• Best overall parade: Endymion
• Best day parade: Mid-City
• Best night parade: Chaos and Le Krewe d'Etat (tie)
• Best suburban parade: Caesar
• Best alternative krewe: Chewbacchus
• Most improved parade: Nyx
Hail, loyal subjects! Another Carnival has come to an end and I, Rex Duke®, recount my parade-viewing highlights and give my awards to the best parades of another stunning Mardi Gras. I wish to thank the marching bands, dancing groups, float riders and mounted lieutenants, along with the thousands of revelers who endured — and enjoyed — an atypically cold, rainy and wintry Mardi Gras.
Before I unveil my ratings, a note to longtime readers: This year I have taken a different approach to my reviews. Instead of bestowing crowns on all parades in alphabetical order, I have reviewed them chronologically — the same manner in which we all view them — and I offer my thoughts on the most notable aspects of those processions I was fortunate enough to view. Alas, we Carnival lovers adore our traditions, but we also evolve to reflect current tastes. And to those krewes whose parades I was unable to review, my deepest apologies — and my solemn pledge to try harder next year!
So, without further ado, I present the best of the best of Mardi Gras 2014:
• Favorite themes:
Bacchus: "Bacchus Explores Our Sportsman's Paradise"
Chaos: "Chaos Goes to Hell"
Le Krewe d'Etat: "DUI — d'Etat Under the Influence"
Iris: "Iris Rocks"
Endymion: "A Night at the Opera"
Orpheus: "The Enchanted Worlds"
• Favorite throws:
Bacchus — LED wine glasses
Caesar — motion-activated light saber
Delusion — DJ Soul Sister noise ordinance proclamation
Krewe du Vieux — Disneylandrieu map
Muses — mini comic books by cartoonist Caesar Meadows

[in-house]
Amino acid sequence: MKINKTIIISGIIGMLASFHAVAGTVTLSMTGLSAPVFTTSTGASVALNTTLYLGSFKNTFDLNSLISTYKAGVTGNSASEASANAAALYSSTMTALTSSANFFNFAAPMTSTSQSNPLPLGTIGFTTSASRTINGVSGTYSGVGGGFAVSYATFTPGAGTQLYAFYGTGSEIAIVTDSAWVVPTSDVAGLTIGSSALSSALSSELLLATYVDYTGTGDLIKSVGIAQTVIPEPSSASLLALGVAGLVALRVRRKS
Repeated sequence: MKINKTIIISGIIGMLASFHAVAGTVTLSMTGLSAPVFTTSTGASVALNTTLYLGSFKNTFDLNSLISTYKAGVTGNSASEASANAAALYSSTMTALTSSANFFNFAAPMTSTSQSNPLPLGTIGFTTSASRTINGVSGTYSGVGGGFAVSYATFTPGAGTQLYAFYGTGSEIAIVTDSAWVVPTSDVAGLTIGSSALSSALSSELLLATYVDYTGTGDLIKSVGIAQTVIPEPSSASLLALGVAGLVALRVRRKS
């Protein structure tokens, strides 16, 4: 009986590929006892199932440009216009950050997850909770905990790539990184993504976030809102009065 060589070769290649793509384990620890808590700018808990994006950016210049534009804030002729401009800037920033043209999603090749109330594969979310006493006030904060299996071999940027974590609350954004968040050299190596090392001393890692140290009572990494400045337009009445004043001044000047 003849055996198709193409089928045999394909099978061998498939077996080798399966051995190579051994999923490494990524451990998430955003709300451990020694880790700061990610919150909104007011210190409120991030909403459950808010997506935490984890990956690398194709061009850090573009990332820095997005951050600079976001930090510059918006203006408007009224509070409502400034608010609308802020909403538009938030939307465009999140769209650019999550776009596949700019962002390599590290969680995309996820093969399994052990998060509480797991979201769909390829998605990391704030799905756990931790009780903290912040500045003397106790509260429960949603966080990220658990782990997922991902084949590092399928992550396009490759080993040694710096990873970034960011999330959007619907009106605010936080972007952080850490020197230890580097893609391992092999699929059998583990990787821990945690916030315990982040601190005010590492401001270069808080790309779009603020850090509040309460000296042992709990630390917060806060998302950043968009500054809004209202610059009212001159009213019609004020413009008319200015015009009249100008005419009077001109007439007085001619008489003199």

Rex — float-specific signature beads
Orpheus — gold record doubloons commemorating honorary Grand Marshal Fats Domino
Friday, Feb. 21
The krewes of Oshun and Cleopatra rolled through Uptown to inaugurate the first week of Mardi Gras parades. Oshun's "Night Out in the Big Easy" included a "Hot Stuff" float featuring a chef presiding over a boiling pot of seafood, and "All That Jazz" featured a large saxophone on the float's front. One glaring faux pas: Many float riders neglected masks and throws in favor of sipping beer while their floats whizzed by — a cardinal sin!
Cleopatra often features St. Augustine's Marching 100 band (as do other krewes), but this year the Edna Karr Magnet School marching band's rendition of the Spice Girls' "Say You'll Be There" was the showstopper of the evening for Cleopatra's pageant.
In Metairie, the Krewe of Excalibur presented "A Knight at the Renaissance Faire" to fans awaiting their first suburban parade of the season. The simultaneous Family Gras featured an over-the-top performance by local favorite Cowboy Mouth — thanks to frontman Fred LeBlanc — and then the Renaissance-themed parade rolled past the judging tent in front of Lakeside Shopping Center. Excalibur is heavy with floats honoring its royalty and other theme-appropriate guests, including an appearance from Merlin and Morgana. The intricate details on these were magical.
Saturday, Feb. 22
Metairie's Krewe of Caesar lived up to its reputation as a stellar suburban krewe. Due to the cancellation of the Krewe of Atlas' Sunday night parade, Caesar (which rolled Saturday night) was the featured parade of Family Gras. With bands and marching groups that didn't stop, Caesar presented another excellent procession.
Caesar's trademark neon adorned the headpieces of its royalty as well as many of its floats. The members threw generously — including the catch of the night, a very realistic motion-activated light saber complete with sound and vibration. Lots of plush and long beads were tossed as well.
Caesar carried the theme "Game Time" with creatively constructed floats representing classic board games such as Candy Land and Operation. Caesar also gave a nod to modernity with floats dedicated to mobile-device games such as Angry Birds and Temple Run. The 9th Ward Marching Band stood out this year, with its sparkling red costumes matching the always-spectacular Hydra float.
The Krewe of Freret made its return after a 20-year absence with the theme "There's a First Time for Everything." Included among the firsts was El Lucha Krewe, a marching group of lucha libre wrestlers. Welcome back Freret!